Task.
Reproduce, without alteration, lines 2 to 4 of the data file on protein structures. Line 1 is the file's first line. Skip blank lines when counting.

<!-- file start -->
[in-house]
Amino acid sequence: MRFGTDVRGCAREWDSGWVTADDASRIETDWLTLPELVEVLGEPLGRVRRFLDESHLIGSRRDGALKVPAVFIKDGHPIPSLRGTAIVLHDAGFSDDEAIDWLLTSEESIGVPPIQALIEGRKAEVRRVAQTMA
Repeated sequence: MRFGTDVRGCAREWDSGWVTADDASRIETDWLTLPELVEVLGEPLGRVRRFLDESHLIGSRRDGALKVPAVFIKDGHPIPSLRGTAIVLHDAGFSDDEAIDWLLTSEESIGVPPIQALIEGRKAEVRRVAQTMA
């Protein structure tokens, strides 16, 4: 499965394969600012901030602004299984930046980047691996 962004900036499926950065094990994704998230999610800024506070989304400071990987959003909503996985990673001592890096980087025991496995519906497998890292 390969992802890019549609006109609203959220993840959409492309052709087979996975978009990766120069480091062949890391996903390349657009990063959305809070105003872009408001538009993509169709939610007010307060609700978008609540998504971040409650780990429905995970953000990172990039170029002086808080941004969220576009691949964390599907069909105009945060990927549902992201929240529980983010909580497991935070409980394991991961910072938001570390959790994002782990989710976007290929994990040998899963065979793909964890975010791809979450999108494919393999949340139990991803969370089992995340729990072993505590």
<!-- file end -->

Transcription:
Amino acid sequence: MRFGTDVRGCAREWDSGWVTADDASRIETDWLTLPELVEVLGEPLGRVRRFLDESHLIGSRRDGALKVPAVFIKDGHPIPSLRGTAIVLHDAGFSDDEAIDWLLTSEESIGVPPIQALIEGRKAEVRRVAQTMA
Repeated sequence: MRFGTDVRGCAREWDSGWVTADDASRIETDWLTLPELVEVLGEPLGRVRRFLDESHLIGSRRDGALKVPAVFIKDGHPIPSLRGTAIVLHDAGFSDDEAIDWLLTSEESIGVPPIQALIEGRKAEVRRVAQTMA
């Protein structure tokens, strides 16, 4: 499965394969600012901030602004299984930046980047691996 962004900036499926950065094990994704998230999610800024506070989304400071990987959003909503996985990673001592890096980087025991496995519906497998890292 390969992802890019549609006109609203959220993840959409492309052709087979996975978009990766120069480091062949890391996903390349657009990063959305809070105003872009408001538009993509169709939610007010307060609700978008609540998504971040409650780990429905995970953000990172990039170029002086808080941004969220576009691949964390599907069909105009945060990927549902992201929240529980983010909580497991935070409980394991991961910072938001570390959790994002782990989710976007290929994990040998899963065979793909964890975010791809979450999108494919393999949340139990991803969370089992995340729990072993505590």